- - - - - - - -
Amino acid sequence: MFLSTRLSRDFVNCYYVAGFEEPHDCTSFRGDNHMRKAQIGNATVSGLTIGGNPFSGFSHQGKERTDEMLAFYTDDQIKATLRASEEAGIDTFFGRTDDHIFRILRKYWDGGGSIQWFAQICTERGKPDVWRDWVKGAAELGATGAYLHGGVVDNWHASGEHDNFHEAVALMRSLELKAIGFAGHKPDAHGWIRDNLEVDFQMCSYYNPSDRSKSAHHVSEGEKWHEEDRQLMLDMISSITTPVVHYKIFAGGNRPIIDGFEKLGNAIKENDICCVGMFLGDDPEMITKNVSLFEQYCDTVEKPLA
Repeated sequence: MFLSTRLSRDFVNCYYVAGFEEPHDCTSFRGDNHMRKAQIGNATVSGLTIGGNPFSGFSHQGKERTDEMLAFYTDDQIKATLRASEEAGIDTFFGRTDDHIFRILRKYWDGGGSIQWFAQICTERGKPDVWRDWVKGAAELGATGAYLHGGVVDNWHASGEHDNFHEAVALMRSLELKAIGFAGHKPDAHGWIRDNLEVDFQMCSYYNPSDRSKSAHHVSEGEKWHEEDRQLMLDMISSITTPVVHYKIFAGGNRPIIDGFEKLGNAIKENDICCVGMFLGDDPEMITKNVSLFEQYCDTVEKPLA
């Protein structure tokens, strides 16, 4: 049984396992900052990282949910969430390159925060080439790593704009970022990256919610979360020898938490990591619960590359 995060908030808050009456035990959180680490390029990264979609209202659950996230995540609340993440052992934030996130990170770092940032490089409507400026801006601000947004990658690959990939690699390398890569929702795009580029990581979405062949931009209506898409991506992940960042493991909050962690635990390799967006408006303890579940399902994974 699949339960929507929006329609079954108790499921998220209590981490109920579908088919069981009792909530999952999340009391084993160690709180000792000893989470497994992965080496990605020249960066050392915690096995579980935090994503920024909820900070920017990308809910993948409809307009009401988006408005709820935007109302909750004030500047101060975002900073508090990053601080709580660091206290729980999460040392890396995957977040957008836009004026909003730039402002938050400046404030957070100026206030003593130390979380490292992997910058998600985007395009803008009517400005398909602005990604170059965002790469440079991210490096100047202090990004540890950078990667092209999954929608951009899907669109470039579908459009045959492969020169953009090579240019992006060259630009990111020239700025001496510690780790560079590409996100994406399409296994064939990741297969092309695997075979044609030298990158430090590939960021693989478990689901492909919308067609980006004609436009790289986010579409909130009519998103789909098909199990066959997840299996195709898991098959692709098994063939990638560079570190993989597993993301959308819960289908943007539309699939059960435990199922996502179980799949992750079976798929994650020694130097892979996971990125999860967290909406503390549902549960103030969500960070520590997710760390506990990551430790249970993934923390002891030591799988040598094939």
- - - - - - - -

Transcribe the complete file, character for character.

Amino acid sequence: MFLSTRLSRDFVNCYYVAGFEEPHDCTSFRGDNHMRKAQIGNATVSGLTIGGNPFSGFSHQGKERTDEMLAFYTDDQIKATLRASEEAGIDTFFGRTDDHIFRILRKYWDGGGSIQWFAQICTERGKPDVWRDWVKGAAELGATGAYLHGGVVDNWHASGEHDNFHEAVALMRSLELKAIGFAGHKPDAHGWIRDNLEVDFQMCSYYNPSDRSKSAHHVSEGEKWHEEDRQLMLDMISSITTPVVHYKIFAGGNRPIIDGFEKLGNAIKENDICCVGMFLGDDPEMITKNVSLFEQYCDTVEKPLA
Repeated sequence: MFLSTRLSRDFVNCYYVAGFEEPHDCTSFRGDNHMRKAQIGNATVSGLTIGGNPFSGFSHQGKERTDEMLAFYTDDQIKATLRASEEAGIDTFFGRTDDHIFRILRKYWDGGGSIQWFAQICTERGKPDVWRDWVKGAAELGATGAYLHGGVVDNWHASGEHDNFHEAVALMRSLELKAIGFAGHKPDAHGWIRDNLEVDFQMCSYYNPSDRSKSAHHVSEGEKWHEEDRQLMLDMISSITTPVVHYKIFAGGNRPIIDGFEKLGNAIKENDICCVGMFLGDDPEMITKNVSLFEQYCDTVEKPLA
């Protein structure tokens, strides 16, 4: 049984396992900052990282949910969430390159925060080439790593704009970022990256919610979360020898938490990591619960590359 995060908030808050009456035990959180680490390029990264979609209202659950996230995540609340993440052992934030996130990170770092940032490089409507400026801006601000947004990658690959990939690699390398890569929702795009580029990581979405062949931009209506898409991506992940960042493991909050962690635990390799967006408006303890579940399902994974 699949339960929507929006329609079954108790499921998220209590981490109920579908088919069981009792909530999952999340009391084993160690709180000792000893989470497994992965080496990605020249960066050392915690096995579980935090994503920024909820900070920017990308809910993948409809307009009401988006408005709820935007109302909750004030500047101060975002900073508090990053601080709580660091206290729980999460040392890396995957977040957008836009004026909003730039402002938050400046404030957070100026206030003593130390979380490292992997910058998600985007395009803008009517400005398909602005990604170059965002790469440079991210490096100047202090990004540890950078990667092209999954929608951009899907669109470039579908459009045959492969020169953009090579240019992006060259630009990111020239700025001496510690780790560079590409996100994406399409296994064939990741297969092309695997075979044609030298990158430090590939960021693989478990689901492909919308067609980006004609436009790289986010579409909130009519998103789909098909199990066959997840299996195709898991098959692709098994063939990638560079570190993989597993993301959308819960289908943007539309699939059960435990199922996502179980799949992750079976798929994650020694130097892979996971990125999860967290909406503390549902549960103030969500960070520590997710760390506990990551430790249970993934923390002891030591799988040598094939």